News & Events

Access to midwifery continuity of care for childbearing women in the Australian health system

Equitable access to high quality maternity care is a critical priority for all health systems (Koblinsky et al. 2016; United Nations 2019). Strong evidence show that continuity of care delivered by a known midwife is safe, confers significant health benefits for women and babies, and results in higher reported satisfaction with care (Forster et al. 2016; Sandall et al. 2016). Not only is continuity of midwifery care linked to improved outcomes in general populations of childbearing women and those with social risk factors, studies also demonstrate the model meets the triple aims of health system improvement – improved satisfaction, better health care, and cost effectiveness (APPGGH 2016; Berwick 2008).

Despite this evidence, only a small proportion of women have access to continuity of midwifery care.  Scaling up access for women in vulnerable groups presents additional challenges (Renfrew et al. 2019). It’s important to know where families have or do not have access to high quality maternity care across birth settings, so that solutions can be found. A team of researchers from the Transforming Maternity Care Collaborative, led by Dr Rosalyn Donnellan-Fernandez have recently used modelling to provide a snapshot of the progress that is being made in Queensland towards providing universal access to publicly funded models of care (Donnellan-Fernandez et al., 2020).

2017 data for Queensland health services provided information about the number of services offering a midwifery continuity of carer model and the number of full-time equivalent midwives employed in such models. Assuming that each full-time equivalent midwife provided care to 35 women annually formed the basis of the model.

Almost 40,000 births occurred in public hospitals (excluding the Mater) in 2017. Overall, 18% of Queensland women who gave birth that year would have had access to a midwifery continuity of care model. When comparing hospitals by the number of births, geographical location, and whether they operated as a tertiary referral service, significant variations were present. Hospitals with a birth rate of 500 – 2000 births had the lowest estimated access to midwifery continuity of care at 11%. 11,830 women gave birth in these hospitals, almost 30% of the births in 2017.

Three large tertiary hospitals were the site of another 30% of the births. 17% of women giving birth in these facilities were estimated to have access to midwifery continuity of care. Five remote hospitals (providing birth care for 2%) had the highest rate of access at 77%, however this rate was noted to not reflect the full picture for these services. High rates of both planned and emergent antenatal and intrapartum transfer (from 30 to 90%) have been reported for these services. The estimated rates of access to midwifery continuity of carer include women who received antenatal and / or postnatal care in these five hospitals, but who gave birth elsewhere, therefore providing an artificially high estimate.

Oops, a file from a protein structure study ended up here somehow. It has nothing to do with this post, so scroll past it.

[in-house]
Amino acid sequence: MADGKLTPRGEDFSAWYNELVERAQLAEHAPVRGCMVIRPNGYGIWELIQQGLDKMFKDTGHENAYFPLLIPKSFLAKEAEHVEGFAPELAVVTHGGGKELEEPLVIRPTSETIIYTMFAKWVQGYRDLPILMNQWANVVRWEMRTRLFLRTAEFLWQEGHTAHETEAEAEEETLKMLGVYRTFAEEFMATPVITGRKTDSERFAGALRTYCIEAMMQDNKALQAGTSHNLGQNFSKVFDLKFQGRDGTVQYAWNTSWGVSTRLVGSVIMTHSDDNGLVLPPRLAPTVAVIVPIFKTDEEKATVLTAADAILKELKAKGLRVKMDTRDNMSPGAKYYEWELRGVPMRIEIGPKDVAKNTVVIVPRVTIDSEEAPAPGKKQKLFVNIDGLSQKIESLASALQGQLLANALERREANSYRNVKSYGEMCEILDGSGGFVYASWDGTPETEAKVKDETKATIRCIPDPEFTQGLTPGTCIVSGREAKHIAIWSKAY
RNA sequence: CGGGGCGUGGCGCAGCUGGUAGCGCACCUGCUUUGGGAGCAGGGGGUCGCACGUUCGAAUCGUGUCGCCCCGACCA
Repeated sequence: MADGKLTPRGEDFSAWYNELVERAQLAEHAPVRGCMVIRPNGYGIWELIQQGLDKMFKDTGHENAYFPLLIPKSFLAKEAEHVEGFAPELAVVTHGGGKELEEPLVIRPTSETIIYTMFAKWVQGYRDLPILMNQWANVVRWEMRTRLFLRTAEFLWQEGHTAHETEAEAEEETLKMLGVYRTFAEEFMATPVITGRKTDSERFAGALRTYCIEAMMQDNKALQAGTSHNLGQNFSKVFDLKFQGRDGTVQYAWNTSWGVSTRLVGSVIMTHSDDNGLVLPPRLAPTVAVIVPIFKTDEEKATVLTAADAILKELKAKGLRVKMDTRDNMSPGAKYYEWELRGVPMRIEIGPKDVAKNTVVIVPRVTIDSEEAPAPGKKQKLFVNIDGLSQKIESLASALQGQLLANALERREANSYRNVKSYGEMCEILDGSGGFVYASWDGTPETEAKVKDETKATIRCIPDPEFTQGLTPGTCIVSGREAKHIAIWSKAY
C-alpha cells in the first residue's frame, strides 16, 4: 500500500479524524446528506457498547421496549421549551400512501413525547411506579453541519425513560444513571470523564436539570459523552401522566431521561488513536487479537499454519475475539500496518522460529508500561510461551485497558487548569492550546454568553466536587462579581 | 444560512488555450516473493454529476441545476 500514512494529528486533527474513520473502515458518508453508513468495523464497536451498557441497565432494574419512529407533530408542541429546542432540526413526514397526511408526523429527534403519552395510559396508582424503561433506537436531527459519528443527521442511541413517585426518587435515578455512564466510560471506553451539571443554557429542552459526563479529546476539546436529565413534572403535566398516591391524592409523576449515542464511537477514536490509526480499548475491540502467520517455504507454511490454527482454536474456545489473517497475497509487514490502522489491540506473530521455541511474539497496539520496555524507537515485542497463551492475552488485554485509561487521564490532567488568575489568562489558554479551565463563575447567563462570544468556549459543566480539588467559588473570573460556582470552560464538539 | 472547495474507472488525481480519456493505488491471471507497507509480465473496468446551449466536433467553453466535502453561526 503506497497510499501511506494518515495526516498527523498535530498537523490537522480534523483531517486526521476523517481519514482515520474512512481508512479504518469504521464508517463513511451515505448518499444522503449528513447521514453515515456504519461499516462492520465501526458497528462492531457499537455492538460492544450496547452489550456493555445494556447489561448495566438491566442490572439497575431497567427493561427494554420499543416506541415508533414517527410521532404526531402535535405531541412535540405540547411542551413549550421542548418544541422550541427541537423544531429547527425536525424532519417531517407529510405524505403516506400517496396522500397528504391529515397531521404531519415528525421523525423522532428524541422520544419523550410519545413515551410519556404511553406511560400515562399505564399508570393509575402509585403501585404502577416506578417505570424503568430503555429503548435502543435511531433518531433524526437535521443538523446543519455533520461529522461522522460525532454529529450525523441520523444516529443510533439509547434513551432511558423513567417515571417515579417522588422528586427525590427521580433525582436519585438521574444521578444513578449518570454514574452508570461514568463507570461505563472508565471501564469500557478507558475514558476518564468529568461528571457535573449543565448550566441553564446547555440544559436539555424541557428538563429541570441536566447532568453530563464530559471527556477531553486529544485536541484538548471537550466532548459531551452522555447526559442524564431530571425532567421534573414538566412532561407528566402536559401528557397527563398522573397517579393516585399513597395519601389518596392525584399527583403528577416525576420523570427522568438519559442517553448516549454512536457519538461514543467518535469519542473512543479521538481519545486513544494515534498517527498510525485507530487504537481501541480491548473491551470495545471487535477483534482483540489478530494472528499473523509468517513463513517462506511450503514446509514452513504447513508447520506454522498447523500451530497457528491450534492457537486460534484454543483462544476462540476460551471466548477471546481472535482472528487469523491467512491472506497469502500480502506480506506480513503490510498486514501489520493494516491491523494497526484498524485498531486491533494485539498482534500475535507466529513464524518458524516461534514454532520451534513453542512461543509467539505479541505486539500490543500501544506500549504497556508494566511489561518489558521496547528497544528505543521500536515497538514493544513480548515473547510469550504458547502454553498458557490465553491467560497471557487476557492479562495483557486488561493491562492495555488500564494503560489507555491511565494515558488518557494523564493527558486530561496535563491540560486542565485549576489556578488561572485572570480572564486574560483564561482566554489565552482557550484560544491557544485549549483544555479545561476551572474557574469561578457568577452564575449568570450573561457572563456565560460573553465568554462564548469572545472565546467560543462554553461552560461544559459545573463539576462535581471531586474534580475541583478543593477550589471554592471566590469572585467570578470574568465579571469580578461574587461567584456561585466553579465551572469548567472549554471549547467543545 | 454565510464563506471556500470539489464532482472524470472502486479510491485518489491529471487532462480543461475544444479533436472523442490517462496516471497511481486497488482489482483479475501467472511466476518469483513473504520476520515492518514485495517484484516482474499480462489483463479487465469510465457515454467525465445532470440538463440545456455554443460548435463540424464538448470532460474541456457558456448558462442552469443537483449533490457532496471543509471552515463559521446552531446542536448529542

The authors concluded:

“scaling-up continuity of midwifery care models remains an important public health strategy to address equitable service access and disparate maternal and infant health outcomes.”

All Party Parliamentary Group on Global Health (APPGGH). (2016). Triple Impact Report. How developing nursing will improve health, promote gender equality and support economic growth. 

Berwick, D.M., Nolan, T.W., & Whittington, J. (2008). The triple aim: Care, health, And cost. Health Affairs, 27(3), 759-769.

Donnellan-Fernandez, R. E., Creedy, D. K., Callander, E. J., Gamble, J., & Toohill, J. (2020, Aug 28). Differential access to continuity of midwifery care in Queensland, Australia. Australian Health Review, in press.

Forster D.A., McLachlan, H.L., Davey, M.A., et al. (2016). Continuity of care by a primary midwife (caseload midwifery) increases women’s satisfaction with antenatal, intrapartum and postpartum care: results from the COSMOS randomised controlled trial. BMC Pregnancy Childbirth, 28, 2016.

Koblinsky, M., Moyer, C., Calvert, C., Campbell, J., Campbell, O., Feigl, A., Graham, W., Hatt, L. Hodgins, S., Matthews, Z., McDougall, L., Moran, A., Nandakumar, A., Langer, A. (2016). Quality maternity care for every woman everywhere: a call to action. Lancet, 388, 2307-2320.

Renfrew, M., Ateva, E., Dennis-Antwi, J., Davis, D., Dixon, L., Johnson, P., Powell Kennedy, H., Knutsson, A., Lincetto, O., McConville, F., McFadden, A., Taniguchi, H., Ten Hoope Bender, B., Zeck, W. (2019). Midwifery is a vital solution—What is holding back global progress? Birth, 46, 396-399.

Sandall, J., Soltani, H., Gates, S., Shennan, A., Devane, D. (2016). Midwife-led continuity models versus other models of care for childbearing women. Cochrane Database of Systematic Reviews, CD004667.

United Nations. (2019). The Sustainable Development Goals Report 2019. Department of Economic and Social Affairs: UN. New York.